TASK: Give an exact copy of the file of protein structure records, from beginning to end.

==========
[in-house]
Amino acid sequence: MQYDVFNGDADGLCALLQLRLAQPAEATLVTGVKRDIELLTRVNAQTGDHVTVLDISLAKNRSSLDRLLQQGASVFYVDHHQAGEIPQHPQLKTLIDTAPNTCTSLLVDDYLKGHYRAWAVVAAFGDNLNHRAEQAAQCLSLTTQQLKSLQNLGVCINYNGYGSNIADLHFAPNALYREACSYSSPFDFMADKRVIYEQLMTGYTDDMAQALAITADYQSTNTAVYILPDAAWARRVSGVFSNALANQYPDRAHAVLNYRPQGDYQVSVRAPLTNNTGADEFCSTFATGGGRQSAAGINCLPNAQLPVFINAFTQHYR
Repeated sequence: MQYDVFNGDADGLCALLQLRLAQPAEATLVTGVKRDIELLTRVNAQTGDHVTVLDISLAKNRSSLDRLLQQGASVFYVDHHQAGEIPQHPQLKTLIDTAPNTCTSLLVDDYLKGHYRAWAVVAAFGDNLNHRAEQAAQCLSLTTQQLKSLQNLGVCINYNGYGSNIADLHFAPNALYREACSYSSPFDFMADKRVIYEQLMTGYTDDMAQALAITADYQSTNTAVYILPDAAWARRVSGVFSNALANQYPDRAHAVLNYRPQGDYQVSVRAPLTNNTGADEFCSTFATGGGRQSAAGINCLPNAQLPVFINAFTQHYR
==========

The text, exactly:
[in-house]
Amino acid sequence: MQYDVFNGDADGLCALLQLRLAQPAEATLVTGVKRDIELLTRVNAQTGDHVTVLDISLAKNRSSLDRLLQQGASVFYVDHHQAGEIPQHPQLKTLIDTAPNTCTSLLVDDYLKGHYRAWAVVAAFGDNLNHRAEQAAQCLSLTTQQLKSLQNLGVCINYNGYGSNIADLHFAPNALYREACSYSSPFDFMADKRVIYEQLMTGYTDDMAQALAITADYQSTNTAVYILPDAAWARRVSGVFSNALANQYPDRAHAVLNYRPQGDYQVSVRAPLTNNTGADEFCSTFATGGGRQSAAGINCLPNAQLPVFINAFTQHYR
Repeated sequence: MQYDVFNGDADGLCALLQLRLAQPAEATLVTGVKRDIELLTRVNAQTGDHVTVLDISLAKNRSSLDRLLQQGASVFYVDHHQAGEIPQHPQLKTLIDTAPNTCTSLLVDDYLKGHYRAWAVVAAFGDNLNHRAEQAAQCLSLTTQQLKSLQNLGVCINYNGYGSNIADLHFAPNALYREACSYSSPFDFMADKRVIYEQLMTGYTDDMAQALAITADYQSTNTAVYILPDAAWARRVSGVFSNALANQYPDRAHAVLNYRPQGDYQVSVRAPLTNNTGADEFCSTFATGGGRQSAAGINCLPNAQLPVFINAFTQHYR